No curve was too sharp for them and their bicycle. No puddle was deep enough to stop them. -- Friends by Helme Hein

26 September, 2010

Neighborhood Matsuri

On a lazy Sunday morning, the beating of a large drum came down our little road.
The neighborhood matsuri (festival) parade was making its way to the temple to deliver the shrine. Unfortunately, I couldn't get the video of them carrying the shrine in uniform rhythm to load. Maybe next time.

The weather has finally changed, thanks to a typhoon off the coast, so we are no longer in sweltering heat. We tried to motivate for a hike outside the city, but we woke up a little too late. School is wearing us out. The baby is not even here yet and he/she wakes me up most nights. Last night was cook-your-own yakinikku and a screening of Iron Man 2. It takes about 3 takes for me to get through a movie these days.

14 September, 2010

Pregnancy in Japan

A few cultural differences I've noticed so far....

  1. Despite the cute little "akachan" badge on my purse, no one gives up their seat on the train for me.
  2. No food, except alcohol and cigarettes, is off limits here. Caffeine in moderation is ok. Sushi? Of course. Soft cheese...well, they don't really understand cheese anyway.
  3. People look at me sideways for still riding my bike.
  4. I'm treated with very delicate words and hands by Japanese women: "oh, please be so careful" are usually the first words out of their mouths. Pregnancy is a very special time here.
  5. Prenatal vitamins are not regularly used because it is assumed that the Japanese diet is already healthy and varied enough.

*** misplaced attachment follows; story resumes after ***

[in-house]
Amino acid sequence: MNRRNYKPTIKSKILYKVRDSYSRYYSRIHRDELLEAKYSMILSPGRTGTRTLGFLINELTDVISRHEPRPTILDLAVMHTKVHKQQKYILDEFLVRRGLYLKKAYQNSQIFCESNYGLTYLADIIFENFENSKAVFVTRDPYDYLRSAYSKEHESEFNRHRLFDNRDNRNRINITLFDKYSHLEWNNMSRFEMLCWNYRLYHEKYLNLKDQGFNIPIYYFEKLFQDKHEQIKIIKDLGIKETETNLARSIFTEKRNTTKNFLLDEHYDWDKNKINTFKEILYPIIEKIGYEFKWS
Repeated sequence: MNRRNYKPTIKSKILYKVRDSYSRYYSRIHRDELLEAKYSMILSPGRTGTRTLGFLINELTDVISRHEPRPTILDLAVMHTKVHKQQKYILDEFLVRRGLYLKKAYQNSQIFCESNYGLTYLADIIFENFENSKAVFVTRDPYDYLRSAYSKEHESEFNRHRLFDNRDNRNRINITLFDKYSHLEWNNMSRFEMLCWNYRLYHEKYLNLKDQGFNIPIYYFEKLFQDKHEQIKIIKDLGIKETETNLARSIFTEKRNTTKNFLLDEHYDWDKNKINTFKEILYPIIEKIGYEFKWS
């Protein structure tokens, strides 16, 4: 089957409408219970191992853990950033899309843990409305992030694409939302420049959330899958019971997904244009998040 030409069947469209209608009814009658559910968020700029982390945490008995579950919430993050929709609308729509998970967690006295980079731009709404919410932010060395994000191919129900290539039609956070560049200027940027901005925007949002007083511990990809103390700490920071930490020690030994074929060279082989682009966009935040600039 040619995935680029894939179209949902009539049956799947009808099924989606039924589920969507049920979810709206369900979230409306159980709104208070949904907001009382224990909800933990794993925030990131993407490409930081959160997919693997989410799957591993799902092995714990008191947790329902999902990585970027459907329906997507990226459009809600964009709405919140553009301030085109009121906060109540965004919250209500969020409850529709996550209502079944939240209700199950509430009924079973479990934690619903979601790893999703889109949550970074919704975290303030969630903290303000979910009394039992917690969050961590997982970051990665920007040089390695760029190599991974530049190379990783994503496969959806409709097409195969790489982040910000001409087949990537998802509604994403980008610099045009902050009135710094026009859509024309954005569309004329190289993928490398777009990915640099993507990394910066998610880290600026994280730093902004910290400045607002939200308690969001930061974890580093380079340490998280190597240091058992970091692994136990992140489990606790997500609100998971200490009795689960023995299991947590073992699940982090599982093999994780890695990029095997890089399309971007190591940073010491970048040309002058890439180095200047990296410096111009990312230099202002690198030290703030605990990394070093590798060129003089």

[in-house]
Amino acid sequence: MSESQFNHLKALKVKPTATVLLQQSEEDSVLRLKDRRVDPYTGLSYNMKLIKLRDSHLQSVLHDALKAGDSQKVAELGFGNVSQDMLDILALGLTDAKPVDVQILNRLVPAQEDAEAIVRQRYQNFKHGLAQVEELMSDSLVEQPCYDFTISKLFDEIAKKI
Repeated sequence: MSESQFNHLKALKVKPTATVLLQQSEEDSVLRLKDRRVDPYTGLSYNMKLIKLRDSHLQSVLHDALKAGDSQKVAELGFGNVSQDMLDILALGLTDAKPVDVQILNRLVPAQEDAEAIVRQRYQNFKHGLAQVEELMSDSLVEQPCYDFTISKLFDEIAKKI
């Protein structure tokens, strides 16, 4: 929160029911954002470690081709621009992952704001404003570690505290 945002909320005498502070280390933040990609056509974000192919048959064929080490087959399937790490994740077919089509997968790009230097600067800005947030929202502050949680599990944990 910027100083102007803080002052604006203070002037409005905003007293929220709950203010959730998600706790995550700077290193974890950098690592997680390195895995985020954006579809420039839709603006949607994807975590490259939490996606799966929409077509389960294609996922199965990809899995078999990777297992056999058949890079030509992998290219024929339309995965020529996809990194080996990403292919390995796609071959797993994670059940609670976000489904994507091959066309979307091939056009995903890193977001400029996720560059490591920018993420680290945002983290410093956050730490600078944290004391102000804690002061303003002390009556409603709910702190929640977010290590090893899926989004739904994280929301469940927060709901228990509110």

6. It will cost an extra $100 to have James in the delivery room with me. I'm sure he would prefer to pinch pennies...
  7. I get an ultrasound at every check up. I'm currently 19 weeks and have had 3 ultrasounds.
  8. Japanese women are strictly discouraged from gaining more than 7 kilos (about 15 pounds). My doctor has told me to gain about 12 kilos (about 25 pounds) because of my height, and, as he says, he knows better. Epidurals are not, by default, done in Japan. Smaller babies = less painful natural births.
  9. The government pays up to $85 for each of my prenatal checkups. My insurance is *$#%.
  10. The "safe" mark for a pregnancy in Japan is the 5 month, whereas in America, you are considered in the clear after 3 months.
  11. In Japan, you are considered pregnant for 10 months, not 9. It seems to make more sense, really: 40 weeks / 4 weeks per month = 10 months. In the US, they count some months as having 5. The lunar calendar changes things a bit.
  12. Women are discouraged from making noise during labor. A friend of mine was repeatedly asked to quiet down so she would not disturb the other people in the hospital.